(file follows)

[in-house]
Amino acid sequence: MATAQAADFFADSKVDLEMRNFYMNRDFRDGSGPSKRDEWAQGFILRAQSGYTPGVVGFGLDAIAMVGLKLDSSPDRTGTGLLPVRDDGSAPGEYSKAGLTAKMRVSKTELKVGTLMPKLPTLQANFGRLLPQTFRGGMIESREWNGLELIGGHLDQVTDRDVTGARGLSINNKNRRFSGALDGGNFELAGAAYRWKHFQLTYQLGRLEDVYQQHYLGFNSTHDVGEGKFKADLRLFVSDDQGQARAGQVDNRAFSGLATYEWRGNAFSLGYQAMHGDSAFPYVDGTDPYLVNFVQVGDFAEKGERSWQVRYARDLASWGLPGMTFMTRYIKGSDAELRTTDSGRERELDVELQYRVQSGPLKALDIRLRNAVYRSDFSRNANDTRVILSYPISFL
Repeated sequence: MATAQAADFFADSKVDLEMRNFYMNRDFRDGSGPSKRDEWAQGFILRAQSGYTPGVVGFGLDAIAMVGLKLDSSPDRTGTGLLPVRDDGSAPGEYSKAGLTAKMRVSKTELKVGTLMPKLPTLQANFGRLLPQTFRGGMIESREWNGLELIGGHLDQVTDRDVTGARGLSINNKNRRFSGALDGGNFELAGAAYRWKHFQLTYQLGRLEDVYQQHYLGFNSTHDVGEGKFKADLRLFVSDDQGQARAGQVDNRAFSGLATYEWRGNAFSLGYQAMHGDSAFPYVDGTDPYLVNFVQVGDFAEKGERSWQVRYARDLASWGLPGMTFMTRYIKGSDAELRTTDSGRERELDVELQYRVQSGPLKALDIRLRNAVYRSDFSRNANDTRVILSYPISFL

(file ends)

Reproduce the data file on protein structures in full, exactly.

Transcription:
[in-house]
Amino acid sequence: MATAQAADFFADSKVDLEMRNFYMNRDFRDGSGPSKRDEWAQGFILRAQSGYTPGVVGFGLDAIAMVGLKLDSSPDRTGTGLLPVRDDGSAPGEYSKAGLTAKMRVSKTELKVGTLMPKLPTLQANFGRLLPQTFRGGMIESREWNGLELIGGHLDQVTDRDVTGARGLSINNKNRRFSGALDGGNFELAGAAYRWKHFQLTYQLGRLEDVYQQHYLGFNSTHDVGEGKFKADLRLFVSDDQGQARAGQVDNRAFSGLATYEWRGNAFSLGYQAMHGDSAFPYVDGTDPYLVNFVQVGDFAEKGERSWQVRYARDLASWGLPGMTFMTRYIKGSDAELRTTDSGRERELDVELQYRVQSGPLKALDIRLRNAVYRSDFSRNANDTRVILSYPISFL
Repeated sequence: MATAQAADFFADSKVDLEMRNFYMNRDFRDGSGPSKRDEWAQGFILRAQSGYTPGVVGFGLDAIAMVGLKLDSSPDRTGTGLLPVRDDGSAPGEYSKAGLTAKMRVSKTELKVGTLMPKLPTLQANFGRLLPQTFRGGMIESREWNGLELIGGHLDQVTDRDVTGARGLSINNKNRRFSGALDGGNFELAGAAYRWKHFQLTYQLGRLEDVYQQHYLGFNSTHDVGEGKFKADLRLFVSDDQGQARAGQVDNRAFSGLATYEWRGNAFSLGYQAMHGDSAFPYVDGTDPYLVNFVQVGDFAEKGERSWQVRYARDLASWGLPGMTFMTRYIKGSDAELRTTDSGRERELDVELQYRVQSGPLKALDIRLRNAVYRSDFSRNANDTRVILSYPISFL